What you could have would be a project with 24/7 on location supervision and enforcement of strict standards of conduct for tenants. This would be through a clear headed understanding that the tenants comprise a group whose members are unable to responsibly manage their lives and who need a measure of custodial care as well as a place to live.
What we will have will be another locus for disorderly behavior and uncivil conduct. One saving grace is its distance from residential neighborhoods so the concentration of mostly socially indigestible individuals will not be so much of a in-your-face affront to tax paying people who might like some peace and quiet. It's sort of a shame though that the city couldn't find a piece of property just a little closer to the ABC store. You know, so the tenants would have more nearby "amenities".
If you read up on "Million Dollar Murray" you can see how the dynamic played out in his case; that he did better in a structured situation and fell apart when not. I'd like to think this project would provide some of that structure, but I doubt it will. In the "world class city" we are too sensitive to "civil rights" to do that.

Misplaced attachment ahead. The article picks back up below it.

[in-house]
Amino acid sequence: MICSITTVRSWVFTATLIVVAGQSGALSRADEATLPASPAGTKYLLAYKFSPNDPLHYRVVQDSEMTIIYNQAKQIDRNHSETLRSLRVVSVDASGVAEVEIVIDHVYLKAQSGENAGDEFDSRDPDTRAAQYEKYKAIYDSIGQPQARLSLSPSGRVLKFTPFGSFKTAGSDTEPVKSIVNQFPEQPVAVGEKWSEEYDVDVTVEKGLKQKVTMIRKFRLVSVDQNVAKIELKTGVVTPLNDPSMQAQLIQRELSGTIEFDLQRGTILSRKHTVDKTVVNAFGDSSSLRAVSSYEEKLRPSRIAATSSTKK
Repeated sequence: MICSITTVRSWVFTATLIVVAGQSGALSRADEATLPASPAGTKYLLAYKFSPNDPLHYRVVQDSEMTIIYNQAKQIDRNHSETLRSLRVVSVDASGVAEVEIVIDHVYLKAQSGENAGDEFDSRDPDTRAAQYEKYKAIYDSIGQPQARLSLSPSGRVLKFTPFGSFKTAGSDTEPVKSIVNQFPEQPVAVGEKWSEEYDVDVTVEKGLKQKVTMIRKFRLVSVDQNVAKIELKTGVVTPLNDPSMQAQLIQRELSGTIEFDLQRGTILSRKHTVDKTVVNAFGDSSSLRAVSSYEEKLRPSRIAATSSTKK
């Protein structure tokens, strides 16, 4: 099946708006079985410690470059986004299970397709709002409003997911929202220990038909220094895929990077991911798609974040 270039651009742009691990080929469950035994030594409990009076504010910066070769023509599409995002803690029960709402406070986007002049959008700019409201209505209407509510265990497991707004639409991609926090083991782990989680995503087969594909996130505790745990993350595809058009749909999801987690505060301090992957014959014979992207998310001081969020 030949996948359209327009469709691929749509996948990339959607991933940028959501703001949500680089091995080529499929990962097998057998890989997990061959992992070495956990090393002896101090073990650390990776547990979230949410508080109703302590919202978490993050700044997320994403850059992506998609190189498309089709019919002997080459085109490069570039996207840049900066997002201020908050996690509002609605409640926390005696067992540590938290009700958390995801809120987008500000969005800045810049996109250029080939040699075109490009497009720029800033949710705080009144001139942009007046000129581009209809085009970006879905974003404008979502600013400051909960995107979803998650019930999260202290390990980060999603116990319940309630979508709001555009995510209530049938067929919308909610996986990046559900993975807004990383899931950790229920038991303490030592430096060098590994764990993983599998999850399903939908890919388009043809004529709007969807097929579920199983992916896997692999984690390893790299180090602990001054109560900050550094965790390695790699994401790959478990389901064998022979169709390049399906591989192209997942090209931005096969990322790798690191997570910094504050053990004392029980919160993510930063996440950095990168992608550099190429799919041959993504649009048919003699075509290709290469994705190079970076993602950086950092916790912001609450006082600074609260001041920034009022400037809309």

It has been quite a while since the redesign of the website, when are you guys going to learn to use basic features like the numbers that imply more than one image will show if you click on them? That is screwed up in almost every article with a photo.

How do you define "chronically homeless". Does this mean that "real bad" homeless folks need not apply? Is there a Doctor of Homelessness in City Hall that can diagnose whether you are chronically homeless, or permanently homeless, or must mildly homeless.....

I think that Charlottesville has an incredible high level of self esteem to compare itself to Las Vegas. I am not sure that it can be substantiated.

I have reconsidered after talking to a wise business man that I know. If this is run by the private sector I am hopeful there will be ample oversight to assure rules will be followed. I can also appreciate that the data shows this could lessen social service costs for this population, and it certainly is better that everyone has a place to call home, no matter how humble.